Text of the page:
There is a stark contrast between the majestic mountain scenery that surrounds Pelican Bay State Prison, and the utter desperation of life that exists behind its walls. Most of the men here wear the look of those crushed under years of carrying a heavy burden. Their faces tell a story all their own -- one of unrealized potential, punishing consequences, and possibilities of future success that no longer exist.
Pelican Bay State Prison is a maximum-security prison, where many men spend years in the Security Housing Unit (SHU) -- 23 ½ hours a day, locked in a windowless cell. I’ve spent a quarter of my life in this prison’s cages, in its mud, learning to deal with the loud rhythm, the madness and isolation, the absence from my family and friends that has turned me into a total stranger, with so much empty uncertainty. I don’t sit here and cry. Nobody does.
The full character of a man shows itself in the SHU, where there is nowhere to hide. And today, I stand proudly back-to-back with all those strong respectful men, whose choice it is to now venture into a hunger strike and work stoppage, in peaceful protest.
The revolution has started -- a fight for our rights. And our five core demands should not be overlooked:
1. Eliminate group punishments and administrative abuse for individual rules violations.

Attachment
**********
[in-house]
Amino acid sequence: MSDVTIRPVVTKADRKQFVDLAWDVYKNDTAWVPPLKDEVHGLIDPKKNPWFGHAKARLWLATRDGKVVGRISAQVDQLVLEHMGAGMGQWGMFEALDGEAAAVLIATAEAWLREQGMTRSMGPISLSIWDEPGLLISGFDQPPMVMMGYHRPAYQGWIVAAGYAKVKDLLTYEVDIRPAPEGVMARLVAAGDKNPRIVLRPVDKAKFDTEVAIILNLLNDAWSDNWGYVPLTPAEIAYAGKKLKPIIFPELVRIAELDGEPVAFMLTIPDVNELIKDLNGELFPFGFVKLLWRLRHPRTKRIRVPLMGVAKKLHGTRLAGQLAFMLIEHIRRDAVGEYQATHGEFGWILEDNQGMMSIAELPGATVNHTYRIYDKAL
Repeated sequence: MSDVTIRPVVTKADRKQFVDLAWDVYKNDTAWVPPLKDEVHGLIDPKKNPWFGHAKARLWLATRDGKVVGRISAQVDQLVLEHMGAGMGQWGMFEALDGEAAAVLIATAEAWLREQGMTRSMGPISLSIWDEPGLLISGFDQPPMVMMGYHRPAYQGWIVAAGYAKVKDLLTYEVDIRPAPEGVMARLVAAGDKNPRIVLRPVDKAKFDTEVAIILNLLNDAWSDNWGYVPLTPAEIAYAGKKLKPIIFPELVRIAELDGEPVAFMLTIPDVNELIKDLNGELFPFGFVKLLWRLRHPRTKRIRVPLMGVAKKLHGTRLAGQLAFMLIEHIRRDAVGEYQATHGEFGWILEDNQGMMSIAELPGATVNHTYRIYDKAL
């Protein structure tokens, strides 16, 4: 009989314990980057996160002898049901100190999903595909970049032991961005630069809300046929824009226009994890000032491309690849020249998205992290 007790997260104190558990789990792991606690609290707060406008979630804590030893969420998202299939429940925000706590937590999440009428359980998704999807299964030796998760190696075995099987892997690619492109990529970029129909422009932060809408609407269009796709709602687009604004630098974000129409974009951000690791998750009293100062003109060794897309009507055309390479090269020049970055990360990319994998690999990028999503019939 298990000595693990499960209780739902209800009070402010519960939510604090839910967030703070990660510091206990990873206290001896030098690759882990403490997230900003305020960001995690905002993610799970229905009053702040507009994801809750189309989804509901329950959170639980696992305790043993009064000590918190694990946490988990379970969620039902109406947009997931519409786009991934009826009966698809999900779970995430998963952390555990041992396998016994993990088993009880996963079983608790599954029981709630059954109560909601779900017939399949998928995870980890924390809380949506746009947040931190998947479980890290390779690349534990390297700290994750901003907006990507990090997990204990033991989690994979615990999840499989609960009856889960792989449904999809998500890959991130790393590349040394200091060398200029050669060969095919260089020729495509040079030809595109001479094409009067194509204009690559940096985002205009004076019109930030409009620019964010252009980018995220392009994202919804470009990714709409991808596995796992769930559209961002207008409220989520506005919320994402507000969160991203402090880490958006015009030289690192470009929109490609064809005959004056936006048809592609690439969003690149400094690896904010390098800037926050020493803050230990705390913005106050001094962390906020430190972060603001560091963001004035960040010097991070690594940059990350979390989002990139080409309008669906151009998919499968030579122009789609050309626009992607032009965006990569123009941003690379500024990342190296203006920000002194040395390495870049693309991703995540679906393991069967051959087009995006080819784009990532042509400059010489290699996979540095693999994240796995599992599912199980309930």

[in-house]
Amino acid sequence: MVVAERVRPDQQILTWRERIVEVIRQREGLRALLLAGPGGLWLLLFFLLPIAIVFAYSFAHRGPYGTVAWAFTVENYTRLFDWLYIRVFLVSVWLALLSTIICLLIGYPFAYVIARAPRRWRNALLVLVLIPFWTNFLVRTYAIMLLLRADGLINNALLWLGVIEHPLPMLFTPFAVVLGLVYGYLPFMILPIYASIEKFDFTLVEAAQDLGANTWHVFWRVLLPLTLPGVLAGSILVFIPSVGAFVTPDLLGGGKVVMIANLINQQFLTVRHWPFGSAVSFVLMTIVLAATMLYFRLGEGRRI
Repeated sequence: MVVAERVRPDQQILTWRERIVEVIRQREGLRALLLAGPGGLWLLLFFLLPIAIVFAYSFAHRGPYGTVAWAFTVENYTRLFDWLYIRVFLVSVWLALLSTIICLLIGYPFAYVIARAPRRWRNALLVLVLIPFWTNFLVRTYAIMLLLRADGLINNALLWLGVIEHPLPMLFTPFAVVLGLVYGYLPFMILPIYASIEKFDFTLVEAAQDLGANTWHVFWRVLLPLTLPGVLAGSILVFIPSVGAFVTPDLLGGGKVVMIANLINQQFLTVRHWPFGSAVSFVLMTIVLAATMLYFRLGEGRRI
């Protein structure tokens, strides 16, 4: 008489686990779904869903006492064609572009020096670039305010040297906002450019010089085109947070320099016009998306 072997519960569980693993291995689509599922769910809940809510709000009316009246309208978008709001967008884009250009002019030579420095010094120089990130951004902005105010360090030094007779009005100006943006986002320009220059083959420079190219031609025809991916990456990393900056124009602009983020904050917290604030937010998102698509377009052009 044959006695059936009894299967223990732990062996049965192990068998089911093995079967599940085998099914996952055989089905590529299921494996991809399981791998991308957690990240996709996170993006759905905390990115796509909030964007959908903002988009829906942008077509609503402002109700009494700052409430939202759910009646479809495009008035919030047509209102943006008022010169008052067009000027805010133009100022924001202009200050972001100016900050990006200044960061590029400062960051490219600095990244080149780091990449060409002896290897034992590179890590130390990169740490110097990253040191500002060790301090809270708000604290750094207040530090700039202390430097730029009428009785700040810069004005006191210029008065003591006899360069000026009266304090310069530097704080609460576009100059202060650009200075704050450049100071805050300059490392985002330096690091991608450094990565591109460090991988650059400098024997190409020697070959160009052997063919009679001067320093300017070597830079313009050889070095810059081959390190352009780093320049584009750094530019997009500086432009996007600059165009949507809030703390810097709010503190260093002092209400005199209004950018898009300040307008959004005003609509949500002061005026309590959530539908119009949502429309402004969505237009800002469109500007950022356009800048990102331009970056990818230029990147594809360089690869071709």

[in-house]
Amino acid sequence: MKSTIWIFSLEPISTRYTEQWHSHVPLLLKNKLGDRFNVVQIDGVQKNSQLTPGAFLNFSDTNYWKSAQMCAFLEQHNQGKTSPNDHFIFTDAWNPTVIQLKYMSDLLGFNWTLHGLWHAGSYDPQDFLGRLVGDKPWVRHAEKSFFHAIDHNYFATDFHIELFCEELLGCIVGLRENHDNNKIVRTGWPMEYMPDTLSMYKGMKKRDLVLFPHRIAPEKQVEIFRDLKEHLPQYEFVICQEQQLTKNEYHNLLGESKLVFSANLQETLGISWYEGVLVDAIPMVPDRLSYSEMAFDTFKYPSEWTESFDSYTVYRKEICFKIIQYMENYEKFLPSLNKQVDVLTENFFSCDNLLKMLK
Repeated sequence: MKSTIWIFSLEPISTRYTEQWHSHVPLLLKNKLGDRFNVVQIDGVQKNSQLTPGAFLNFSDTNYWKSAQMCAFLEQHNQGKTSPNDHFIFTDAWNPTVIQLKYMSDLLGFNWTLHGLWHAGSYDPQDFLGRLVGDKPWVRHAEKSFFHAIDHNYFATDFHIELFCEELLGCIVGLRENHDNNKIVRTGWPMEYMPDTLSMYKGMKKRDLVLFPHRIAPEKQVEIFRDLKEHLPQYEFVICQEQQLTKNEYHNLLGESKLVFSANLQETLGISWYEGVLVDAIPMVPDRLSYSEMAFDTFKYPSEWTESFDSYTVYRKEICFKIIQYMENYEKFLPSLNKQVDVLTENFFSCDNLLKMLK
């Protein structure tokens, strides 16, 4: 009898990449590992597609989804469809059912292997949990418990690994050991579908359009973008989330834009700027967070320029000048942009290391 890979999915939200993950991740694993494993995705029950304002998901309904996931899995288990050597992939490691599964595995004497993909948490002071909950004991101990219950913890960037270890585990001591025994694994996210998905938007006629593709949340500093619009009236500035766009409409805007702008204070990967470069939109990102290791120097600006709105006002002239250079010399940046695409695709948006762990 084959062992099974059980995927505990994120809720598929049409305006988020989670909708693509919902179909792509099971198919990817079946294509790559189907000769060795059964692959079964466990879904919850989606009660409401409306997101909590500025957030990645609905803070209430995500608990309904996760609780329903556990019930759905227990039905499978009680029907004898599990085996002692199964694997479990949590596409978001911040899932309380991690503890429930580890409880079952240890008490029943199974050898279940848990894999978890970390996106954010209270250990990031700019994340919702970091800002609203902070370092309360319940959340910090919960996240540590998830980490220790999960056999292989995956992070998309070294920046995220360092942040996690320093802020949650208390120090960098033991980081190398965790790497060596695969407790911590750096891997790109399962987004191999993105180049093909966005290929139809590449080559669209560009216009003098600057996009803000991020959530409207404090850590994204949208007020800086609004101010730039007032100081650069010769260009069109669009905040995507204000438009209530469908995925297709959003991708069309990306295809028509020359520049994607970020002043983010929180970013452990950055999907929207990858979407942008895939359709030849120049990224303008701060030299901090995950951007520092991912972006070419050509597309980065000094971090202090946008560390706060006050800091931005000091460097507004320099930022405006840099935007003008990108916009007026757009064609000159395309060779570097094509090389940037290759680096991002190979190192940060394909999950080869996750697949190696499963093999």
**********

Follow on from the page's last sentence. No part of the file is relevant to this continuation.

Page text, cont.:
2. Abolish the debriefing policy and modify active/inactive gang status criteria.
3. Comply with the recommendations of the U.S. Commission on Safety and Abuse in Prisons (2006) regarding an end to long-term solitary confinement.
4. Provide adequate and nutritious food.
5. Expand and provide constructive programs and privileges for indefinite SHU inmates.
To share a quote from Shane Bauer, an American who was imprisoned by Iran for more than two years after being apprehended there in 2009:
“The more one is utterly alone, the more the mind comes to reflect the cell; it becomes blank static… Solitary confinement is not some sort of cathartic horror of blazing nerves and searing skin and heads smashing blindly into walls and screaming. Those moments come, but they are not the essence of solitary. They are events that penetrate the essence. They are stones tossed into an abyss; they are not the abyss itself… Solitary confinement is a living death. Death, because it is the removal of nearly everything that characterizes humanness; living, because within it, you are still you. The lights don’t turn out as in real death. Time isn’t erased as in sleep.”
Stand and be counted. Let your voice be heard. Support our peaceful protest.
Michael D. Russell
Pelican Bay State Prison, SHU
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